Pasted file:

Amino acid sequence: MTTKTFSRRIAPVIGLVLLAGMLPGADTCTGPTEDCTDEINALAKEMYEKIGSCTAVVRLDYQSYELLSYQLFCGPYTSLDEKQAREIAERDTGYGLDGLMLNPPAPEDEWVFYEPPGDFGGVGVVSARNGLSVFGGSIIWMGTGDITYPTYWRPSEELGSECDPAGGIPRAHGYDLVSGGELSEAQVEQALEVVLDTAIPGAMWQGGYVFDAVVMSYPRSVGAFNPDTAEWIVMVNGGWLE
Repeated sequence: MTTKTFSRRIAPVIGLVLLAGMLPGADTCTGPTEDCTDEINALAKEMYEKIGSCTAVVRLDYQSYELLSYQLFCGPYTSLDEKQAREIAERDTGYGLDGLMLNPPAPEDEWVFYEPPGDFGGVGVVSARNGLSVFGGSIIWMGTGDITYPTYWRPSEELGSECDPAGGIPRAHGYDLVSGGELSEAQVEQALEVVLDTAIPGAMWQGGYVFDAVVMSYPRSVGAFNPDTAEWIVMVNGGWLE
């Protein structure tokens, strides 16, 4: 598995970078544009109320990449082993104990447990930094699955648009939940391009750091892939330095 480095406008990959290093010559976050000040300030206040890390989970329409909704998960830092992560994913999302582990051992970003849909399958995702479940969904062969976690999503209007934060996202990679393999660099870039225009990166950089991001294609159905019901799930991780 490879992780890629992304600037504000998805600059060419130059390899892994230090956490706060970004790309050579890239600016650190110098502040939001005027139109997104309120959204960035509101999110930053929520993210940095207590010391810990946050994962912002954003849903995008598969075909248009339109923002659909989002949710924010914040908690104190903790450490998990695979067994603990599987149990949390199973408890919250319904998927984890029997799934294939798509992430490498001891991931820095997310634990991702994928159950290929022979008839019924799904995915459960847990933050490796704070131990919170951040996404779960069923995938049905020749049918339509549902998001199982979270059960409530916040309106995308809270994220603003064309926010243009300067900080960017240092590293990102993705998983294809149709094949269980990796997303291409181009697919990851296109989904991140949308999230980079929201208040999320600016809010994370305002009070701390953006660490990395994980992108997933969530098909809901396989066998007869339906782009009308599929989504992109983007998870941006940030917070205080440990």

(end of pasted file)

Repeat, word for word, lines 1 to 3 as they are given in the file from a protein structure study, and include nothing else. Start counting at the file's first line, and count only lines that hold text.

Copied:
Amino acid sequence: MTTKTFSRRIAPVIGLVLLAGMLPGADTCTGPTEDCTDEINALAKEMYEKIGSCTAVVRLDYQSYELLSYQLFCGPYTSLDEKQAREIAERDTGYGLDGLMLNPPAPEDEWVFYEPPGDFGGVGVVSARNGLSVFGGSIIWMGTGDITYPTYWRPSEELGSECDPAGGIPRAHGYDLVSGGELSEAQVEQALEVVLDTAIPGAMWQGGYVFDAVVMSYPRSVGAFNPDTAEWIVMVNGGWLE
Repeated sequence: MTTKTFSRRIAPVIGLVLLAGMLPGADTCTGPTEDCTDEINALAKEMYEKIGSCTAVVRLDYQSYELLSYQLFCGPYTSLDEKQAREIAERDTGYGLDGLMLNPPAPEDEWVFYEPPGDFGGVGVVSARNGLSVFGGSIIWMGTGDITYPTYWRPSEELGSECDPAGGIPRAHGYDLVSGGELSEAQVEQALEVVLDTAIPGAMWQGGYVFDAVVMSYPRSVGAFNPDTAEWIVMVNGGWLE
């Protein structure tokens, strides 16, 4: 598995970078544009109320990449082993104990447990930094699955648009939940391009750091892939330095 480095406008990959290093010559976050000040300030206040890390989970329409909704998960830092992560994913999302582990051992970003849909399958995702479940969904062969976690999503209007934060996202990679393999660099870039225009990166950089991001294609159905019901799930991780 490879992780890629992304600037504000998805600059060419130059390899892994230090956490706060970004790309050579890239600016650190110098502040939001005027139109997104309120959204960035509101999110930053929520993210940095207590010391810990946050994962912002954003849903995008598969075909248009339109923002659909989002949710924010914040908690104190903790450490998990695979067994603990599987149990949390199973408890919250319904998927984890029997799934294939798509992430490498001891991931820095997310634990991702994928159950290929022979008839019924799904995915459960847990933050490796704070131990919170951040996404779960069923995938049905020749049918339509549902998001199982979270059960409530916040309106995308809270994220603003064309926010243009300067900080960017240092590293990102993705998983294809149709094949269980990796997303291409181009697919990851296109989904991140949308999230980079929201208040999320600016809010994370305002009070701390953006660490990395994980992108997933969530098909809901396989066998007869339906782009009308599929989504992109983007998870941006940030917070205080440990």